I hate genres. I hate putting bands into genres. Sometimes there isn't just one genre big enough to hold a band, or sometimes there just isn't a word to describe that band. Augustines is one of those bands. Sure, they're rock and roll, but these days that's such a broad term. They are just damn good, that's all there is to it. The Seattle via Brooklyn based trio, Billy McCarthy, Eric Sanderson and  Rob Allen, (formerly We Are Augustines) released their sophomore album on February 4, 2014. The self titled album is more than just their second album, it's a sort of come-back album, a reemergence album, a "hey, we're still here and we're not going anywhere" album.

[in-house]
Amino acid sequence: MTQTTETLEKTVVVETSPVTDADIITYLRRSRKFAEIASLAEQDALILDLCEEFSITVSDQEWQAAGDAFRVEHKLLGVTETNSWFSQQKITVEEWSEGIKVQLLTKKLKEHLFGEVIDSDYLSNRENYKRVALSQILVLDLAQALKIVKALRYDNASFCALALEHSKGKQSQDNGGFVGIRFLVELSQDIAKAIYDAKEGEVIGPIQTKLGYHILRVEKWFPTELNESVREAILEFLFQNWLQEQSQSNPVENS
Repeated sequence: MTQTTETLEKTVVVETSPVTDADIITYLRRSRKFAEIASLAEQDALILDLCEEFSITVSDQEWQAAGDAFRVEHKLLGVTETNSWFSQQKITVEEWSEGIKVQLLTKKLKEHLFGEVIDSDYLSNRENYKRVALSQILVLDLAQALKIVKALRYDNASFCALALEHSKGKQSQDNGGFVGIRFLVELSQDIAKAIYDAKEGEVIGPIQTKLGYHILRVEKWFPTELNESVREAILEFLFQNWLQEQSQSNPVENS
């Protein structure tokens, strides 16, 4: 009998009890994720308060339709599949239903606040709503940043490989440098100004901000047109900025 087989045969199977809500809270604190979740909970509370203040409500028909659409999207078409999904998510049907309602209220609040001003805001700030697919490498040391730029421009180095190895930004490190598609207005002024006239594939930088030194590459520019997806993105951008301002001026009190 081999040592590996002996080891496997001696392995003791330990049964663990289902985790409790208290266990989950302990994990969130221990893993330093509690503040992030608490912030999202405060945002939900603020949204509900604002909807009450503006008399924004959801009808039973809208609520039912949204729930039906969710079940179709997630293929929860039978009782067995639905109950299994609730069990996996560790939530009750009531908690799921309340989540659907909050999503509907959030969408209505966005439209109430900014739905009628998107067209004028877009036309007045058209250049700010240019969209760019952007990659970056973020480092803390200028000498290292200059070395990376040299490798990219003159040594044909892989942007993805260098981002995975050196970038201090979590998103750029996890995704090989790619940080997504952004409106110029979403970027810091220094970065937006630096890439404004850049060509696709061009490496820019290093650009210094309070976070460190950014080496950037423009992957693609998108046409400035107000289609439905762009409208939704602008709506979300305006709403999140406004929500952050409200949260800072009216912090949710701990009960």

A follow up to 2011's Rise Ye Sunken Ships, Augustines is chock full of emotion, feeling, heartbreaking stories, melodies, lyrics and life. At times it's almost overwhelming, but in the greatest way possible. When you're listening to these songs unfold, they just keep getting bigger and bigger, with several having an epic, anthem quality to them. Lead singer Billy McCarthy's vocals trap you in each and every song. His intensity is incredible. He brings all he has into these songs. This is an album that once you turn it on, once you get it started, you're not going to stop it, not going to turn off until its done, until the last note of the last song ends, just to see how it plays out, just to stay wrapped in the feeling.